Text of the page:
Trans fats hit the mainstream after we learned how to create them from an unnatural chemical modification, called hydrogenation, that allows them to have improved shelf life. This process completely changes the configuration of natural unsaturated fats in a way that changes how we digest and assimilate them — and all of these changes are negative.
For example, the consumption of trans fats has been shown to increase the risk of coronary artery disease more than any other fat by:
- Raising levels of the LDL (commonly referred to as “bad cholesterol”)
- Lowering levels of the HDL (often called “good cholesterol”)
- Increasing triglycerides in the bloodstream
- Promoting systemic inflammation
In other words, artificially produced trans fat creates the perfect storm for plaque build-up and heart disease. Your best bet is to avoid anything that has unnatural trans fats in it, or that has the word hydrogenated on the ingredients label.
On the other hand, natural trans fats (like conjugated linoleic acid) that are found in red meat and dairy may actually be protective against heart disease and improve metabolic health.
Cholesterol and Fat — Clearing Up The Controversies
One of the biggest health-related fears today is how fat consumption will clog your arteries and cause heart disease. To dispel some of the most common misconceptions regarding fat, let’s take a closer look at cholesterol and heart disease.
Cholesterol isn’t the mischievous compound that it is typically made out to be. In reality, it plays a crucial role in maintaining the health of our cells, and we can’t live without it. It only becomes a problem when the cholesterol particles are oxidized and start damaging your arterial walls.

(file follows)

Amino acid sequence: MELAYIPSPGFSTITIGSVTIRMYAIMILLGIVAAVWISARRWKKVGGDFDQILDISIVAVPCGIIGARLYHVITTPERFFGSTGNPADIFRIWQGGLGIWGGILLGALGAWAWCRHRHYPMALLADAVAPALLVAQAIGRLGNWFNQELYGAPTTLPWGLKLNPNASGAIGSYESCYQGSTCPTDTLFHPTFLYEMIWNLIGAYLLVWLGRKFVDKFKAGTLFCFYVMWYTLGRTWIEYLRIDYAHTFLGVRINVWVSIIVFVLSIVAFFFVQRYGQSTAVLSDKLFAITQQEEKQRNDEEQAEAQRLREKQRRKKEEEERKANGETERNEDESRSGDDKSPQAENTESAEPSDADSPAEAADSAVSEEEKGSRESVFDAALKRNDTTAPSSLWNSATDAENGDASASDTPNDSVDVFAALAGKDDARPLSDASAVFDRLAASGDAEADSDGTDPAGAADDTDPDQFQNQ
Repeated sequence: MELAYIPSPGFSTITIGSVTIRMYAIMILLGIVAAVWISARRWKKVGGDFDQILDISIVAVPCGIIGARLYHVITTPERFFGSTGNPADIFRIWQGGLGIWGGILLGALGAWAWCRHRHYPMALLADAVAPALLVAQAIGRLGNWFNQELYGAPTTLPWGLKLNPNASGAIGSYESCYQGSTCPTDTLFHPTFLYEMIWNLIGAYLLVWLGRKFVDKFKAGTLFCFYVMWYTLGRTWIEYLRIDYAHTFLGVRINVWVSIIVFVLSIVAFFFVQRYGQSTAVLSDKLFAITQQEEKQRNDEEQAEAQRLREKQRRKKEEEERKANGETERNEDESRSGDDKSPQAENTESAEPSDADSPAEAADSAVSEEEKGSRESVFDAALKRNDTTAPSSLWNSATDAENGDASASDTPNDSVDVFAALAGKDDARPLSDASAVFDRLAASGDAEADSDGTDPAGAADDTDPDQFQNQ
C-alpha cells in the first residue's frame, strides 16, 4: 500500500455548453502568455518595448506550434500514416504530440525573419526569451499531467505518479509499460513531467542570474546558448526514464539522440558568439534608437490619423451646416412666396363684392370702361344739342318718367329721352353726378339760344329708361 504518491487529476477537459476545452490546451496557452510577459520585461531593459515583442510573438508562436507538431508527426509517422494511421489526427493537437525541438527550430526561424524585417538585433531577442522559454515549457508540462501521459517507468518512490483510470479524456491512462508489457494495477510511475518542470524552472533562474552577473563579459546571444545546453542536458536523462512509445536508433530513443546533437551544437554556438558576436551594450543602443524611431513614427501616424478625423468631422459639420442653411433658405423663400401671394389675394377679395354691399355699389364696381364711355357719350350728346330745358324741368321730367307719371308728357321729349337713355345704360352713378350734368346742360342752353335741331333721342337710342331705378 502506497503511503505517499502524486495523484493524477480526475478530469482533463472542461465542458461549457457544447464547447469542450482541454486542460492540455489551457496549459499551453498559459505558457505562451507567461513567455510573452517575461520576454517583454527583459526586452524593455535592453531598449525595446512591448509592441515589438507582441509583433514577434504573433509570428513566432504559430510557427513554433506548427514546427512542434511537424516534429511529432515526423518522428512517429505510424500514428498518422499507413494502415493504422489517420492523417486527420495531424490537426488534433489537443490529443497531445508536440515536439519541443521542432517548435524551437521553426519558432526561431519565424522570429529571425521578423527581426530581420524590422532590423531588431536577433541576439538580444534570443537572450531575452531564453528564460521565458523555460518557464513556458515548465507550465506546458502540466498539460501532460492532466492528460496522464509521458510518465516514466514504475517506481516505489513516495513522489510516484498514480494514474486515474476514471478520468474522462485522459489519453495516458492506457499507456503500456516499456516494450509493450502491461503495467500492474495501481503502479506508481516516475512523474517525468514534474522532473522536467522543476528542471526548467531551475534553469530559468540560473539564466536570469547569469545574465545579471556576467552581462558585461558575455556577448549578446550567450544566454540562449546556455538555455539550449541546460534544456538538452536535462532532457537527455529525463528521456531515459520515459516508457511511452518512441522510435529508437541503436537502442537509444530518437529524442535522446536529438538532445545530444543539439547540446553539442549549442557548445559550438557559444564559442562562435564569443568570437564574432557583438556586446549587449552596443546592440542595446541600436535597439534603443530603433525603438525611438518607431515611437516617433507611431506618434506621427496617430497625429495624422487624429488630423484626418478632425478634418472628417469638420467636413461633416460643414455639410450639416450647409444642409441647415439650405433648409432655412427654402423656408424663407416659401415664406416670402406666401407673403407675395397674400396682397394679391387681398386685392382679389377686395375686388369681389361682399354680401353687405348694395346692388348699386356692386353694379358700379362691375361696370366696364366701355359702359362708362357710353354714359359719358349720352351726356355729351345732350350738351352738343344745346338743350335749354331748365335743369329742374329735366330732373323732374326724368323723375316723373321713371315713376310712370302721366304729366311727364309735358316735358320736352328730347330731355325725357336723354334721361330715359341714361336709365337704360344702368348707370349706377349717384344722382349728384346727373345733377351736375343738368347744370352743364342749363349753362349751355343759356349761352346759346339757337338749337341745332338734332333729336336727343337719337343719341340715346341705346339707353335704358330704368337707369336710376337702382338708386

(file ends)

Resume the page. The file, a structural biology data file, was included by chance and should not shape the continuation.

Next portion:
Before we dig any deeper, let’s go over the basics of cholesterol.
In layman’s terms:
- HDL – These are High Density Lipoproteins and are essentially known as the “good guy.” They are responsible for transferring cholesterol from the body’s tissue into the liver to be broken down. You can think of HDL as your cardiovascular cleanup crew.
- LDL – These are Low Density Lipoproteins and are commonly known as the “bad guy.” Technically, this form of cholesterol isn’t bad. It actually helps bring essential nutrients to our cells once it leaves the liver. However, problems arise when these cholesterol particles oxidize due to interactions with other particles in the bloodstream. Eventually, these oxidized LDL particles will cause damage to the blood vessels that results in plaque buildup. It is also important to know that LDL particles come in different sizes. In general, small LDL particles tend to be much more susceptible to causing issues than large LDL particles.
- LDL Receptors — Present in the cell membranes of your liver cells and other cells throughout the body, these receptors are one of the primary drivers of how much LDL cholesterol stays in your blood. When these receptors are being fully expressed, you are less likely to have LDL cholesterol accumulate in the blood, become damaged, and cause plaque buildup.
- Triglycerides – This is the form that fat takes when it is being transported between tissues in the bloodstream. High triglycerides do not directly cause bad cholesterol levels, but they are an indicator that your cholesterol levels are not healthy.
When you have a low LDL particle count, you can get away with having small LDL particles in your bloodstream, as there’s less “traffic” to avoid. When you have high LDL counts, you will have increased “traffic” in your bloodstream, increasing the chance of oxidization and damage to the cholesterol particle and arterial walls.
When you have a low LDL count and large LDL particles, you will rarely have any issues. Your cholesterol can be moved easily throughout your bloodstream.
We also have to take into account our triglycerides, as these are moving through our bloodstream as well. These guys take up some extra space, so if you have a high triglyceride count, you need a higher amount of LDL particles to move it around. With more LDL particles, we increase the number of issues that can occur.